Fitness boot camps are a heart-pounding way to boost your fitness level. Boot camps are led by a fitness instructor and are based on the concept of military boot camps — intensive workout programs to get new recruits into shape, quickly. Fitness boot camps encourage camaraderie, and the group momentum helps participants get through fast-paced intervals of cardio, isometric training, strength training and endurance drills. Classes may range anywhere from 30 to 60 minutes, and usually meet multiple days per week. Boot camps often run a specific duration of time, say four to six weeks, which creates a team-like environment for class members. Other boot camps run year-round and students purchase package pricing for classes, similar to subscriptions that allow them a set amount of classes per week or per month.

Boot camps can be held indoors at a gym, outdoors in a park or on a beach, in a backyard — anywhere there’s room for running, jumping and sweating. Some instructors also provide DVD and online boot camps. You can also find boot camps tailored to your heart’s desire, such as bikini boot camp, or boot camps for new mothers. Boot camps offer an intense workout and are usually led by energetic instructors pushing you to do your best, but unlike military boot camp drill sergeants, fitness boot camp instructors typically don’t use intimidation or punishment to spur you on. Check with your doctor before starting a boot camp if you have health concerns, and always let your instructor know ahead of time if you have injuries.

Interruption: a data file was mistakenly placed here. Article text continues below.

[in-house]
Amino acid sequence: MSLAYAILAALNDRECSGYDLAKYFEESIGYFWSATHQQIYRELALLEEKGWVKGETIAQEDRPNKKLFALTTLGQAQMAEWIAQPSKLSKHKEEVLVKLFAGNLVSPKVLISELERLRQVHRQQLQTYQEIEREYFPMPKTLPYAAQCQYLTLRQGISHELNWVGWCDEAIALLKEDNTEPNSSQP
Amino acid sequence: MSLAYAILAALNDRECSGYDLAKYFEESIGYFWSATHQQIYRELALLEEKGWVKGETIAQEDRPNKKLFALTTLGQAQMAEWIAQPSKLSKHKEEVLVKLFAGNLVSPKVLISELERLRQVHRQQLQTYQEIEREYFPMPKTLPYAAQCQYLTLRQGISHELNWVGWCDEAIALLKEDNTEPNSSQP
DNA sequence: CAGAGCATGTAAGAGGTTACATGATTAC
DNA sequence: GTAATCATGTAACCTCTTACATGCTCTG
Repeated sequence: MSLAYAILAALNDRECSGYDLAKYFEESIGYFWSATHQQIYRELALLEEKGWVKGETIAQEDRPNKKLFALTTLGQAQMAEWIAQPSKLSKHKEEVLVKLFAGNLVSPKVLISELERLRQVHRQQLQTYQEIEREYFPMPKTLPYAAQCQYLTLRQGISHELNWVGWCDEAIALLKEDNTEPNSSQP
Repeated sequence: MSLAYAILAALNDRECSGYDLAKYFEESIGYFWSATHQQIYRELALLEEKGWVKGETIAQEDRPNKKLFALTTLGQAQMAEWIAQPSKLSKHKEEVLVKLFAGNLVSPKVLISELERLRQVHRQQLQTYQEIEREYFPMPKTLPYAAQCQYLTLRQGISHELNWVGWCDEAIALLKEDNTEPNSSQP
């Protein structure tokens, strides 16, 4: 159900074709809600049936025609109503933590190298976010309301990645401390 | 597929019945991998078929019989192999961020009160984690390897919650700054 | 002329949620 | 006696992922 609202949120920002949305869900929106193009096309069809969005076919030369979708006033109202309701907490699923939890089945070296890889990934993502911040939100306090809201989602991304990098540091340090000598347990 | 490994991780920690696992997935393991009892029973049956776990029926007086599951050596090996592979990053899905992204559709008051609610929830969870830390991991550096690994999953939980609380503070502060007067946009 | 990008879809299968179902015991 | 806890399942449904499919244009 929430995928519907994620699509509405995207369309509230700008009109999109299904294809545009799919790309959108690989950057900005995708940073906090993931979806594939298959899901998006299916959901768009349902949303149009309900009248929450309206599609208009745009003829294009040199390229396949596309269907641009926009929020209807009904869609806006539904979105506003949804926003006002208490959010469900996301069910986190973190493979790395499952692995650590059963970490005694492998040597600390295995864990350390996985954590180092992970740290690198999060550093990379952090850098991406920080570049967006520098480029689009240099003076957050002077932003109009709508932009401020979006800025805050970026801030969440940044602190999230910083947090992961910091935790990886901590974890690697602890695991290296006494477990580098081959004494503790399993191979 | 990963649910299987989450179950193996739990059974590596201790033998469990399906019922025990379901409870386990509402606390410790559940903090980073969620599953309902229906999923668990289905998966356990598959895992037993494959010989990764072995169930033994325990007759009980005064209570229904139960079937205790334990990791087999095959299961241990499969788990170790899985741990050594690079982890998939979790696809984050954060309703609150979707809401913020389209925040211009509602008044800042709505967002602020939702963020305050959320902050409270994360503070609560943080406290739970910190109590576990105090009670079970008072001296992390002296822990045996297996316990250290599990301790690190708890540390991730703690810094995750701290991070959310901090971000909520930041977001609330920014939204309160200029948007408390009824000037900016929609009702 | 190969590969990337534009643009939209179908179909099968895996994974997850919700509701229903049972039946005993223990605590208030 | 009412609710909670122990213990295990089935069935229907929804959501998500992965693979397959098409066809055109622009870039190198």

What do you need for kickboxing?

What you need to bring to kickboxing depends on where you are working out and what your goals are. For a gym or fitness club’s cardio-based group kickboxing class that does not use punching bags, you generally need only appropriate workout gear and enough water. For kickboxers who are training in a martial arts studio, working one-on-one with a trainer toward a specific goal or sparring with competitors, you will need your own boxing gloves (12- to 16-ounce gloves provide more protection for beginners) and hand wraps (to protect and support your hands under the gloves, as well as keep them dry). If your lessons are in a martial arts studio, you may not be permitted to wear shoes, so bring clean socks if you don’t like to go barefoot. If your training includes sparring, you may be required to wear a mouthguard and/or protective headgear. Whether you’re in a group fitness class or hardcore training session, bring a sweat towel for your comfort and the comfort of people around you.

How much is a boot camp?

The cost of fitness boot camps depends on how often you go, the package you are purchasing (or if you are paying a drop-in fee), the location of the bootcamp, the equipment the instructors provide, and the background and reputation of the instructor. Smaller towns and areas with a lower cost of living typically have lower rates for boot camp services than big cities and regions with a higher cost of living. If you’re paying per class on a drop-in basis, expect to pay anywhere from $12 to $25 or more, depending on the region and the instructor. When you purchase a package of classes, typically the more you buy at one time, the cheaper each class is. The same boot camp class might be $20 for a drop-in student, $15 for a student who pays for 10 classes per month, and $10 for a student who pays for 30 classes a month. Studio space can also affect costs, so if your boot camp takes place in a high-end gym with top-of-the-line equipment, the prices will likely be higher than a class that meets in an outdoor space with limited or no equipment. Shop around to find the right type of boot camp class and the right instructor for you.